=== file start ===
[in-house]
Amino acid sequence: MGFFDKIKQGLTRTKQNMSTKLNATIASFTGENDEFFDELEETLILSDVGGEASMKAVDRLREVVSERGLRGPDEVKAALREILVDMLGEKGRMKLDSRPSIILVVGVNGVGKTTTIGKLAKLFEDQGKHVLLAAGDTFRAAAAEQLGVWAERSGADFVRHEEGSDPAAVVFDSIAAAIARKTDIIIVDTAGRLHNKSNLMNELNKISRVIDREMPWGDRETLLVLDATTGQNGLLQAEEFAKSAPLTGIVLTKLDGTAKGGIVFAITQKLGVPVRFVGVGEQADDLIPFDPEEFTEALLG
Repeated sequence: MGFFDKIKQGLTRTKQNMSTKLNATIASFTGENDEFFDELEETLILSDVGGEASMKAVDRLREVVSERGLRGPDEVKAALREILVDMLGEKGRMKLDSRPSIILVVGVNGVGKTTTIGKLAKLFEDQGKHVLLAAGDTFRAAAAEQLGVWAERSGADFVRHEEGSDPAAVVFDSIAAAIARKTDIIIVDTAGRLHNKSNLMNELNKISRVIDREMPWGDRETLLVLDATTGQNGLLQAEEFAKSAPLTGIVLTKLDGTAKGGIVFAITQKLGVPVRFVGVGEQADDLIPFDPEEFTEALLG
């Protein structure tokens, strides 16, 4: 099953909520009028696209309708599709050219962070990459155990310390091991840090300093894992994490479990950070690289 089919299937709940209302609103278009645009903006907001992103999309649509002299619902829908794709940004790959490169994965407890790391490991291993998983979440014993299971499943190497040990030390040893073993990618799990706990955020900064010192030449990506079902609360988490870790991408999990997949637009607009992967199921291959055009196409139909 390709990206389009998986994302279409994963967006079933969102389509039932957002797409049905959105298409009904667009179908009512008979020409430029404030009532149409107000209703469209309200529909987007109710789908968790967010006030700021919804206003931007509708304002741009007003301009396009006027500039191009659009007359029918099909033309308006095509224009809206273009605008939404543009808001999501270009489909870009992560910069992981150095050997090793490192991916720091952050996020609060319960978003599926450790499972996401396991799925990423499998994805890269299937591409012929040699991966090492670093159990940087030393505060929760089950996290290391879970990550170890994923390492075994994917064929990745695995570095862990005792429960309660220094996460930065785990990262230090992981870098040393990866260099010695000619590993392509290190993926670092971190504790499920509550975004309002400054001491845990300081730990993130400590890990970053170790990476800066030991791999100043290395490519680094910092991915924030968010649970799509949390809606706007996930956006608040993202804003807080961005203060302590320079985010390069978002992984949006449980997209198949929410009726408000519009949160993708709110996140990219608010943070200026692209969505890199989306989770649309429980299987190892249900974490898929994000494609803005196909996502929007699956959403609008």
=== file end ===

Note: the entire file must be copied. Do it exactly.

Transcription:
[in-house]
Amino acid sequence: MGFFDKIKQGLTRTKQNMSTKLNATIASFTGENDEFFDELEETLILSDVGGEASMKAVDRLREVVSERGLRGPDEVKAALREILVDMLGEKGRMKLDSRPSIILVVGVNGVGKTTTIGKLAKLFEDQGKHVLLAAGDTFRAAAAEQLGVWAERSGADFVRHEEGSDPAAVVFDSIAAAIARKTDIIIVDTAGRLHNKSNLMNELNKISRVIDREMPWGDRETLLVLDATTGQNGLLQAEEFAKSAPLTGIVLTKLDGTAKGGIVFAITQKLGVPVRFVGVGEQADDLIPFDPEEFTEALLG
Repeated sequence: MGFFDKIKQGLTRTKQNMSTKLNATIASFTGENDEFFDELEETLILSDVGGEASMKAVDRLREVVSERGLRGPDEVKAALREILVDMLGEKGRMKLDSRPSIILVVGVNGVGKTTTIGKLAKLFEDQGKHVLLAAGDTFRAAAAEQLGVWAERSGADFVRHEEGSDPAAVVFDSIAAAIARKTDIIIVDTAGRLHNKSNLMNELNKISRVIDREMPWGDRETLLVLDATTGQNGLLQAEEFAKSAPLTGIVLTKLDGTAKGGIVFAITQKLGVPVRFVGVGEQADDLIPFDPEEFTEALLG
């Protein structure tokens, strides 16, 4: 099953909520009028696209309708599709050219962070990459155990310390091991840090300093894992994490479990950070690289 089919299937709940209302609103278009645009903006907001992103999309649509002299619902829908794709940004790959490169994965407890790391490991291993998983979440014993299971499943190497040990030390040893073993990618799990706990955020900064010192030449990506079902609360988490870790991408999990997949637009607009992967199921291959055009196409139909 390709990206389009998986994302279409994963967006079933969102389509039932957002797409049905959105298409009904667009179908009512008979020409430029404030009532149409107000209703469209309200529909987007109710789908968790967010006030700021919804206003931007509708304002741009007003301009396009006027500039191009659009007359029918099909033309308006095509224009809206273009605008939404543009808001999501270009489909870009992560910069992981150095050997090793490192991916720091952050996020609060319960978003599926450790499972996401396991799925990423499998994805890269299937591409012929040699991966090492670093159990940087030393505060929760089950996290290391879970990550170890994923390492075994994917064929990745695995570095862990005792429960309660220094996460930065785990990262230090992981870098040393990866260099010695000619590993392509290190993926670092971190504790499920509550975004309002400054001491845990300081730990993130400590890990970053170790990476800066030991791999100043290395490519680094910092991915924030968010649970799509949390809606706007996930956006608040993202804003807080961005203060302590320079985010390069978002992984949006449980997209198949929410009726408000519009949160993708709110996140990219608010943070200026692209969505890199989306989770649309429980299987190892249900974490898929994000494609803005196909996502929007699956959403609008």